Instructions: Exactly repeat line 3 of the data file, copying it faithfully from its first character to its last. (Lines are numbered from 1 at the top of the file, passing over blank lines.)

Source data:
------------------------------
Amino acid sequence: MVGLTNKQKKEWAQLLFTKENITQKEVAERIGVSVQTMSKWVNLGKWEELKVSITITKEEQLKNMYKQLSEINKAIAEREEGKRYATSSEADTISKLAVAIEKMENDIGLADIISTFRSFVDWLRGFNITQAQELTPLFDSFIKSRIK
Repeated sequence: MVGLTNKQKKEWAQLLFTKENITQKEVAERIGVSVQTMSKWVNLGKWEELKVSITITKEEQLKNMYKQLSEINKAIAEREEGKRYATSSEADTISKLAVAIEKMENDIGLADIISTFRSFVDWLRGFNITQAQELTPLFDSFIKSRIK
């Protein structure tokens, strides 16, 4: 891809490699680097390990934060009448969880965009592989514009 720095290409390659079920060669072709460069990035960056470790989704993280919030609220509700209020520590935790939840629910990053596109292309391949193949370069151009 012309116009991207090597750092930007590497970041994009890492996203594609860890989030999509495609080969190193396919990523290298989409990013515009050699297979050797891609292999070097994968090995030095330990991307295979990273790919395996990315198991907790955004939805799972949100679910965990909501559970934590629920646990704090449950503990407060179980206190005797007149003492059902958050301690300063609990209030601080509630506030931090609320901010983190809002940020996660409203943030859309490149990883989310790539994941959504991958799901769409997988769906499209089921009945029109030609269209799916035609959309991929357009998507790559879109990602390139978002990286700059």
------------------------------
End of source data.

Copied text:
């Protein structure tokens, strides 16, 4: 891809490699680097390990934060009448969880965009592989514009 720095290409390659079920060669072709460069990035960056470790989704993280919030609220509700209020520590935790939840629910990053596109292309391949193949370069151009 012309116009991207090597750092930007590497970041994009890492996203594609860890989030999509495609080969190193396919990523290298989409990013515009050699297979050797891609292999070097994968090995030095330990991307295979990273790919395996990315198991907790955004939805799972949100679910965990909501559970934590629920646990704090449950503990407060179980206190005797007149003492059902958050301690300063609990209030601080509630506030931090609320901010983190809002940020996660409203943030859309490149990883989310790539994941959504991958799901769409997988769906499209089921009945029109030609269209799916035609959309991929357009998507790559879109990602390139978002990286700059």